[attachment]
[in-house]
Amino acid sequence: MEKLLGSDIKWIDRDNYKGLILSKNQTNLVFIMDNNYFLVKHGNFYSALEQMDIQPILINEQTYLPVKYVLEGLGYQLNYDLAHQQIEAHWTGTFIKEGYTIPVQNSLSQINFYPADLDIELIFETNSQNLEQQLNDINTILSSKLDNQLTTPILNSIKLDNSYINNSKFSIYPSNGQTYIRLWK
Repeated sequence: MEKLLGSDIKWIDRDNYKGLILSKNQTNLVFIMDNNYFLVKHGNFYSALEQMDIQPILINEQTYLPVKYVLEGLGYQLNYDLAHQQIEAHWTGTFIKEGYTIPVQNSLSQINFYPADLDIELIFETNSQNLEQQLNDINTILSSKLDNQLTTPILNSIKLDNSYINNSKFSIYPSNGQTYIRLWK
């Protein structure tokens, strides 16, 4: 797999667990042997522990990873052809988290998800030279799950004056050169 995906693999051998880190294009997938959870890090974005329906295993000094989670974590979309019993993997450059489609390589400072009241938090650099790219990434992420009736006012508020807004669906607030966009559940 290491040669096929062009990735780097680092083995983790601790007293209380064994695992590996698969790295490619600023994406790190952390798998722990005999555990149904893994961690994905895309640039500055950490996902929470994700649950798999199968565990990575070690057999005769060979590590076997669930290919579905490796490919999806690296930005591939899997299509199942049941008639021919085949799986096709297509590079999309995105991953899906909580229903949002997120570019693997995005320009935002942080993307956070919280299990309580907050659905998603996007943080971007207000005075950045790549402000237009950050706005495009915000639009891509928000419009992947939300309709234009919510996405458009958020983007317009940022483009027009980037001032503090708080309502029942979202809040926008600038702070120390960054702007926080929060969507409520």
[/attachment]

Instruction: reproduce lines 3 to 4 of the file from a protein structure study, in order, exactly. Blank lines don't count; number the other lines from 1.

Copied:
Repeated sequence: MEKLLGSDIKWIDRDNYKGLILSKNQTNLVFIMDNNYFLVKHGNFYSALEQMDIQPILINEQTYLPVKYVLEGLGYQLNYDLAHQQIEAHWTGTFIKEGYTIPVQNSLSQINFYPADLDIELIFETNSQNLEQQLNDINTILSSKLDNQLTTPILNSIKLDNSYINNSKFSIYPSNGQTYIRLWK
């Protein structure tokens, strides 16, 4: 797999667990042997522990990873052809988290998800030279799950004056050169 995906693999051998880190294009997938959870890090974005329906295993000094989670974590979309019993993997450059489609390589400072009241938090650099790219990434992420009736006012508020807004669906607030966009559940 290491040669096929062009990735780097680092083995983790601790007293209380064994695992590996698969790295490619600023994406790190952390798998722990005999555990149904893994961690994905895309640039500055950490996902929470994700649950798999199968565990990575070690057999005769060979590590076997669930290919579905490796490919999806690296930005591939899997299509199942049941008639021919085949799986096709297509590079999309995105991953899906909580229903949002997120570019693997995005320009935002942080993307956070919280299990309580907050659905998603996007943080971007207000005075950045790549402000237009950050706005495009915000639009891509928000419009992947939300309709234009919510996405458009958020983007317009940022483009027009980037001032503090708080309502029942979202809040926008600038702070120390960054702007926080929060969507409520």